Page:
I have known and loved a solitary woman, Miss Fanny Lavater, who used to embroider, as one did in the last century, in petit-point – scenes that look like water-colour painting. And whilst she did that fairy-work she always had a book open before her that she learnt by heart. It was delicious when she spoke about authors : how she could say by heart what they had written.
Nowadays nobody has time to do that, and learning by heart is disdained. My great-aunt, the Princess Louise of Wied, who never married, and who was the great friend of the Queen Adelaide of England, used to learn by heart every day, in order to keep her memory fresh. She wrote poems in English at the age of eighty-six – one very sweet one, ‘My little room’. I don’t know if the Amazon and bee-ladies would write a poem about their solitary little room nowadays; the silence of it would become oppressive, as they would not hear the voices of their dear ones talking to them, as my aunt used to do. She sometimes talked to them quite loud.
I have often pitied men – in the first place because they can’t know motherhood, in the second, because they are bereft of our greatest comfort – needlework. Our needlework is so much better than their smoking; it is so unobtrusive. Our quiet needle or shuttle, or whateer the instrument may be with which we can produce our modest kind of art, is a true friend, a safe companion, very busy and very discreet. The needle and the shuttle have never betrayed us; the spinning-wheel and the weaving-loom are a little louder, but oh! what a peasant noise! Even knitting and crochet are a comfort, as it occupies the hands when we feel restless.
What a help when in coversation we not wish to contradict; we seem to grow silent over some intricate bit of work, and none can guess the little volcano that is covered with the lava of our work.
Some men don’t like when the ladies work. It is a mistake. Atavistically we can scarcely help ourselves, as our great-great-grandmothers did nothing else. We get into a kind of fever with doing nothing. A very wise country clergyman allowed the women to knit during his sermons; never had a preacher more attentive listeners: not one of them dropped asleep, as overworked women are apt to do when they for once sit down. They grow drowsy and can’t keep their eyes open. Allow them to knit or to tat and they will be able to tell you almost every word they have heard.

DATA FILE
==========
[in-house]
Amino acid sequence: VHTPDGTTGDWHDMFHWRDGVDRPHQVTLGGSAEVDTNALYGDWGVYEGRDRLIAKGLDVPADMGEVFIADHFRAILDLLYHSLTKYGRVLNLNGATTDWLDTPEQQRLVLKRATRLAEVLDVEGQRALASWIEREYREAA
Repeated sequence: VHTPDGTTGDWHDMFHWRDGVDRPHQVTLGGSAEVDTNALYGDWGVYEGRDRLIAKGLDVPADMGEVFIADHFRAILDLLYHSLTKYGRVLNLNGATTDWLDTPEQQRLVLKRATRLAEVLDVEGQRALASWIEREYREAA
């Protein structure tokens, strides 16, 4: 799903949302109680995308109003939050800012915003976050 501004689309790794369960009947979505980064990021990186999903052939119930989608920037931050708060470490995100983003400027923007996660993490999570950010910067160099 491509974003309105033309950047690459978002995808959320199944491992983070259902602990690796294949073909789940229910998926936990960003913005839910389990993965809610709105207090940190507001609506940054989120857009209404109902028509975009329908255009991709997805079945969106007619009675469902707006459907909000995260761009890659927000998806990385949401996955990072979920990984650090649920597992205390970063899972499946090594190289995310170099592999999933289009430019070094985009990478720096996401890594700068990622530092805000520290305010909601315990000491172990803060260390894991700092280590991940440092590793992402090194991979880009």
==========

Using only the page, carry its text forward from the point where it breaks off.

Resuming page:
How much care and sorrow, how much deep anxiety, what profound sorrow and sadness is put into silent woman’s work. One ought always to look at it with awe and reverence, not only on account of the patience it teaches, but much more for the silently borne pain it has to hide. Many a woman can say: ‘What a blessing that my work cannot speak! It would be very startling if it were to lift its voice and begin to reveal the thoughts under whose wing it was hatched.’
Luxury – perhaps! But so much more comfort than luxury, so much more rest than the harassing fatigue of bread-winning!
Tatting has the charm of lacemaking and weaving combined. It is the same shuttle as in the weaving-loom, only that the loom is our fingers and the shuttle obeys our thoughts and the invention of the moment. The joy when a new stitch is found is very great. I don’t know if Madame Curie felt much happier when she found the Radium! Of course our work is small and modest and will never shake the world. A woman may shake the world once in many centuries, but she can find things in the quiet of her little room that give her complete and intense satisfaction.
Don’t despise our needle and our shuttle, don’t think that our thoughts need be small for all that! The mothers of very great men could only knit or spin. The weaving of Penelope has become symbolical.
I am atavistically mediaeval in my tastes. I love the ‘chatelaine dans son donjon’ looking out over the lands and working with a lot of laughing and singing maidens weaving and embroidering around her. The minstrel must not be wanting, and the solitude need not be oppressive.
Woman is mostly solitary, even in her household, even doing man’s work. Only when she is made into the part of a machine does she stop being a woman.
Is there a prettier picture than a Roumanian peasant girl with her red or orange skirt, a yellow kerchief over her black locks, with dark-fringed large luminous eyes, the green pitcher on her head, walking through the fields and spinning, or the Roumanian woman, draped in the splendid folds of her white or yellow veil, sitting and weaving before her loom?
A woman’s hand is never so graceful as when working some lovely piece of art.
Open our book, dear solitary, lonely, worried or content woman, who is not condemned to earn a hard bread with hard work, and think of the peaceful hours it may bring you, and you will feel that we loved you well in publishing the result of our own loneliness.
Coming soon: how to make your own thread by using thigh-rolled nettle stalks . . . with or without pain . . .